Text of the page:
My first oil painting completed in 2017, The Wash, continued to explore and express spatial relationship and (ir)regular patterns. This landscape was inspired by some haunting though dimming images crossed path with me a long while ago, of some laundered white sheets, blown wildly by strong wind, struggling to remain on the laundry lines. The rhythmic movements of those flapping sheets generated an atmosphere of both orderly and unruly, and such sense of drama was heightened by the stark contrasts between the blindingly bright sheets and the dark soil and sky, which foretold a menacing storm, poising to ruin the pristine cleanness of those vulnerable sheets.
Recently I created an installation Wilting Flowers and fully documented the creation and installation processes.
This new effort was spurred by my continued fascination with paper material – delicate, malleable, and transitory, characteristics well suited for hinting at, versus representing, a world full of fragility and vulnerability, constantly under the threat of total destruction.
My local newspaper, “The San Francisco Chronicle”, served as the foundation: a segment of our time, distilled and encapsulated. Inky strokes and splashes were added to the newspaper sheets, which were folded and tied up to form large flowers, with aluminum wires wrapped with dyed twine as stems.
For the background, I chose five sheets of plain white paper, streaked with similar black strokes of ink diluted with various amount of water.
To install, I attached these background paper to a wall in an uneven row, then affixed those flowers, 13 total, to those sheets. There were no strict rules about how to lay out the background sheets and flowers, as long as the finished installation looked balanced, and the flowers largely faced outwards.
I have installed these sheets and flowers on different surfaces – a colorful graffitied plywood wall, or somber looking wooden fences, at different times of the day. The differences between the surfaces, the different light cast on the wall or fence, background sheets and paper flowers, all contributed to a murmuring polyphony.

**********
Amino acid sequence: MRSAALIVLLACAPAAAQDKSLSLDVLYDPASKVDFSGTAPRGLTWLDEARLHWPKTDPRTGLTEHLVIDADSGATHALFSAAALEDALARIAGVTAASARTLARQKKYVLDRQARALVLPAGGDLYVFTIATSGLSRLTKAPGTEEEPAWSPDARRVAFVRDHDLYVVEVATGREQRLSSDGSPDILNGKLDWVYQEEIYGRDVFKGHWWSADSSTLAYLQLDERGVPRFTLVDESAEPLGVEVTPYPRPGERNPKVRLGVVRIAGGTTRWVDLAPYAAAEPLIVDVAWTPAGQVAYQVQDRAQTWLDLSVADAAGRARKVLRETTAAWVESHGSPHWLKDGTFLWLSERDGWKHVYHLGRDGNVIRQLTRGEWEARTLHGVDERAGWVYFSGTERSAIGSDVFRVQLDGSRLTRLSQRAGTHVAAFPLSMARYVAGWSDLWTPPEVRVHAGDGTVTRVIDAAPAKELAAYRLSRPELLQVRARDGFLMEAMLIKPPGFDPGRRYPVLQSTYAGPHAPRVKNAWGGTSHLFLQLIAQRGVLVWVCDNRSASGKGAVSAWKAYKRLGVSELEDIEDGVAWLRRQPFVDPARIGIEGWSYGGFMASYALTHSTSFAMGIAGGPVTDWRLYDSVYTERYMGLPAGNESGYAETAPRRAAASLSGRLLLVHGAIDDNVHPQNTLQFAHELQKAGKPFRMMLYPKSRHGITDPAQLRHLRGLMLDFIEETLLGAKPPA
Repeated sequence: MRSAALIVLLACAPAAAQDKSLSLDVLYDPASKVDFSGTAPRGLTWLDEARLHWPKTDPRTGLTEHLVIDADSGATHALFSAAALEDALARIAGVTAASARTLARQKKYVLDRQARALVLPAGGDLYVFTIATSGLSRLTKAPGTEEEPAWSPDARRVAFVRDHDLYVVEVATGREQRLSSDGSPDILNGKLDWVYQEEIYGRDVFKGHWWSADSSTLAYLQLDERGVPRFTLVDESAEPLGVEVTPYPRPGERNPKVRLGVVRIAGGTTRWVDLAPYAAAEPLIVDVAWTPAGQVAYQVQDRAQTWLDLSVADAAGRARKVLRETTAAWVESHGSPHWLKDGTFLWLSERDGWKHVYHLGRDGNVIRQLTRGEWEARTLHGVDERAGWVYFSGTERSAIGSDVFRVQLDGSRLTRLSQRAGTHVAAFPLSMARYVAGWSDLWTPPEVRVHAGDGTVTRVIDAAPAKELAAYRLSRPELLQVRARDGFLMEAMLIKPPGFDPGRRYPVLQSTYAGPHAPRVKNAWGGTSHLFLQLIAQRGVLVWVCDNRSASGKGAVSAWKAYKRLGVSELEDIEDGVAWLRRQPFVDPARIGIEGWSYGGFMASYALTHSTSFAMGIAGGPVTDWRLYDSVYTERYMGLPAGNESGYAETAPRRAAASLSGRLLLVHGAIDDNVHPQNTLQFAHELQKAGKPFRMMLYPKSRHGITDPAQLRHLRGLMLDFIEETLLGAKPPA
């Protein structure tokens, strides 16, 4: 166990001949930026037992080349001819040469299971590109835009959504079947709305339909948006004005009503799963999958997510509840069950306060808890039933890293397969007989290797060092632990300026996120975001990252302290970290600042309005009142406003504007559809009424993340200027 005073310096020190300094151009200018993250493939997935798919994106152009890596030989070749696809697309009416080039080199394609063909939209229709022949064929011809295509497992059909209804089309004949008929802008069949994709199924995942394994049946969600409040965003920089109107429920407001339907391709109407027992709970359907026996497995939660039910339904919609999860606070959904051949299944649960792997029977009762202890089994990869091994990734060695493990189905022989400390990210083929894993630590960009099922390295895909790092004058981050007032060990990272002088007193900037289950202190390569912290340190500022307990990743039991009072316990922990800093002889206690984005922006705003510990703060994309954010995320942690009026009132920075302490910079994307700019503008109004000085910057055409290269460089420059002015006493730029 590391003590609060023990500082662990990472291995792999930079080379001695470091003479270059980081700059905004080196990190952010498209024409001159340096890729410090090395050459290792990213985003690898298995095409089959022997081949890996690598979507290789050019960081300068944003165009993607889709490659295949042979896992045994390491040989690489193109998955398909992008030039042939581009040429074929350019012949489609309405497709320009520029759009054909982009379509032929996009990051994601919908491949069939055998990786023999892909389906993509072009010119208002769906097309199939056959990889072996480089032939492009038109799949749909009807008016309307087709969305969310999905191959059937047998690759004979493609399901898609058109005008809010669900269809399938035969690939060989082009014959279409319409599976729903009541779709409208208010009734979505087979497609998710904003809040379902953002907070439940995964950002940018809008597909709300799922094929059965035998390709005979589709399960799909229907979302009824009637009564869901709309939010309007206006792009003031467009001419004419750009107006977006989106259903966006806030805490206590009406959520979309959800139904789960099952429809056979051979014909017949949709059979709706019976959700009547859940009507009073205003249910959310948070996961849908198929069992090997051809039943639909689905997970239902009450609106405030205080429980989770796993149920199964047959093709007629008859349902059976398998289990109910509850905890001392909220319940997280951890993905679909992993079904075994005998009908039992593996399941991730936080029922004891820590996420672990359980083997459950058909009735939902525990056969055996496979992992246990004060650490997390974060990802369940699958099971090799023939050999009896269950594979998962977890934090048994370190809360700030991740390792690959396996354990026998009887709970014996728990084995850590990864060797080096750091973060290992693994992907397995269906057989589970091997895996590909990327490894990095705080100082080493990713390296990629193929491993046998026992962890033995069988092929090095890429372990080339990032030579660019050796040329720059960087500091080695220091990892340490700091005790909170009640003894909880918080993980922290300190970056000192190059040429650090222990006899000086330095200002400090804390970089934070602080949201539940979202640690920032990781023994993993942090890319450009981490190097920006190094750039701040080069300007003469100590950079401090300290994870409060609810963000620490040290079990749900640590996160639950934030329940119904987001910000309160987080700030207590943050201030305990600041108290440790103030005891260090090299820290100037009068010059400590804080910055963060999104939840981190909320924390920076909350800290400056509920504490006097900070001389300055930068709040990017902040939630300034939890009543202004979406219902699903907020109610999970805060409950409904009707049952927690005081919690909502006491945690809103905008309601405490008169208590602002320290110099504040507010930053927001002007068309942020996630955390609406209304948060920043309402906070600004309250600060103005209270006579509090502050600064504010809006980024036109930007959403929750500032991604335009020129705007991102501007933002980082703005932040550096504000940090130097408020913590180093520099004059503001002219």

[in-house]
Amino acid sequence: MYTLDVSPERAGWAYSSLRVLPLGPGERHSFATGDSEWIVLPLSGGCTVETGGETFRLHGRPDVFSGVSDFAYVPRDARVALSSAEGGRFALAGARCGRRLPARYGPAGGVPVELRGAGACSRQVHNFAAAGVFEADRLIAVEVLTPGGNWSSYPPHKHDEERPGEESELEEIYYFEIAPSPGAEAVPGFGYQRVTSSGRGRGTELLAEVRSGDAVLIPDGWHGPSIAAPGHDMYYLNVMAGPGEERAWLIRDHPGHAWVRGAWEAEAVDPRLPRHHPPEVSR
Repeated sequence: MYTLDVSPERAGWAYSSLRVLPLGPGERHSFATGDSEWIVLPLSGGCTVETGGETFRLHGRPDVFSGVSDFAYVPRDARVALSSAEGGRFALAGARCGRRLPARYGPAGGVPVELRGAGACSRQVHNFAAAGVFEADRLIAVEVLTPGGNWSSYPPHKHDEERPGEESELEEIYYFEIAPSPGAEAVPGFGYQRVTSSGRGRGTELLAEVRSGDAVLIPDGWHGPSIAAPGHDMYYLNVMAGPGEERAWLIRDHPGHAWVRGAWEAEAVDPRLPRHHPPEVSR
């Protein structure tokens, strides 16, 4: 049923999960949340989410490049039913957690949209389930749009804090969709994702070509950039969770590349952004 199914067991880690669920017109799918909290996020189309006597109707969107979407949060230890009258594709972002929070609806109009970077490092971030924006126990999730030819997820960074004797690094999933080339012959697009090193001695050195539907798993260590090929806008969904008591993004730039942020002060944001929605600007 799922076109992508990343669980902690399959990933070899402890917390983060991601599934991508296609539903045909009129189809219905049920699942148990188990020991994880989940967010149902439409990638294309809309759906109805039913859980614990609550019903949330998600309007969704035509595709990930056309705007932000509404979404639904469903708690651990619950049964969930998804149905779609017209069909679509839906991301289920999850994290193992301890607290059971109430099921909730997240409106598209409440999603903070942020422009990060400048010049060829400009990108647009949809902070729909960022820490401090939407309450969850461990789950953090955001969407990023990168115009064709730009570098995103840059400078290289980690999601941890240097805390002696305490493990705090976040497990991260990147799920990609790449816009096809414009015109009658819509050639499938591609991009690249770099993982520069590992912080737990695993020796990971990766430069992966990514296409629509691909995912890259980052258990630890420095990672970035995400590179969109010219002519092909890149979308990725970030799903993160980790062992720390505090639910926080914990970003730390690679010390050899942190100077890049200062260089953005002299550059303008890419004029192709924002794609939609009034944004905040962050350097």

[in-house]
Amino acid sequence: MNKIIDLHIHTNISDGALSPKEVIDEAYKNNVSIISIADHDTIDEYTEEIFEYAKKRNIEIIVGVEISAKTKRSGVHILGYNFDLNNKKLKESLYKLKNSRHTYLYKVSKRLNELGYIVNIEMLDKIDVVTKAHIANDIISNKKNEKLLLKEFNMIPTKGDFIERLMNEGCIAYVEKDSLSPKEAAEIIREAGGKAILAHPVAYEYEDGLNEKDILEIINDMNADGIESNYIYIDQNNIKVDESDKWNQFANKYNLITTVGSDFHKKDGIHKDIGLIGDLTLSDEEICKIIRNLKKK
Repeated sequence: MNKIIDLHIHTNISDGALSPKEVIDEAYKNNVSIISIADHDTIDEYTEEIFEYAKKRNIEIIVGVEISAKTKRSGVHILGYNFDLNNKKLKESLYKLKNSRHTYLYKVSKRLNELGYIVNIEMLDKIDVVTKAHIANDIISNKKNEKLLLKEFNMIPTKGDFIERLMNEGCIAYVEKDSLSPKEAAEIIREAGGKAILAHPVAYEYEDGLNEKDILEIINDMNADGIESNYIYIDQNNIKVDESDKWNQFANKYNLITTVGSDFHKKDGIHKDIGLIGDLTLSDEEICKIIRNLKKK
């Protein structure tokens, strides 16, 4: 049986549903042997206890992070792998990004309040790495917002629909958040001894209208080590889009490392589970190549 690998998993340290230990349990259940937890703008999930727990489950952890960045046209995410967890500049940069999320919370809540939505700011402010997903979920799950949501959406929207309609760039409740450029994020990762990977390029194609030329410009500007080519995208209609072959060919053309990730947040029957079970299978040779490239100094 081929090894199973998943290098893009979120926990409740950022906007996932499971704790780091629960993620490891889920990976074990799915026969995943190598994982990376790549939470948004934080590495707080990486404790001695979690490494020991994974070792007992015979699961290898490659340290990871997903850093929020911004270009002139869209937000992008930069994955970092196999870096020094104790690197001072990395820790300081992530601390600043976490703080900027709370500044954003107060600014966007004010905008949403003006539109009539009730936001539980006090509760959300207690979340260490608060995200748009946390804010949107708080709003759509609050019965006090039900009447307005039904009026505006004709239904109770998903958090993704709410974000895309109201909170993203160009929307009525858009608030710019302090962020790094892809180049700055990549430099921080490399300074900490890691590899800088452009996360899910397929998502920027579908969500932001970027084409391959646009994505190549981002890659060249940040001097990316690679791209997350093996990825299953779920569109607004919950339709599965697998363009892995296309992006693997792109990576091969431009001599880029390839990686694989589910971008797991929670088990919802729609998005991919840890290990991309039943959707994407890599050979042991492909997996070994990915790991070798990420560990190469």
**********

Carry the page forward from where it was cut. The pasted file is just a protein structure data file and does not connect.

My Mirage, a fantastic painting, was based on a vision visited me when I was falling asleep but with enough mental presence to get up to make quick notes – a distant town, whose outlines barely discernible, in the manner of those commonly seen in old Dutch or Flemish landscape paintings, overwhelmed by several enormous and boldly sketched black feathers floating above the sky. Behind those dark and somewhat ominous feathers, a delicately pretty pale blue sky flashed through persistently. Yet, despite the seemingly menace, those dark feathers also looked rather protective and comforting. A world of ambiguity.
My 2000 oil painting, Stairwell, is a monochromatic and atmospheric piece, which captures when early morning light, through side window, penetrates the darkness in a narrow stairwell, casting bright light into the confined, darkness permeated space. Though means of chiaroscuro, together with more subtle interplay of light and dark, I managed not only to have created an overall dramatic atmosphere, also given a clear definition to the tricky space through receding orders, and added depth and accenting details to the sparse and otherwise flat and dreary confinement.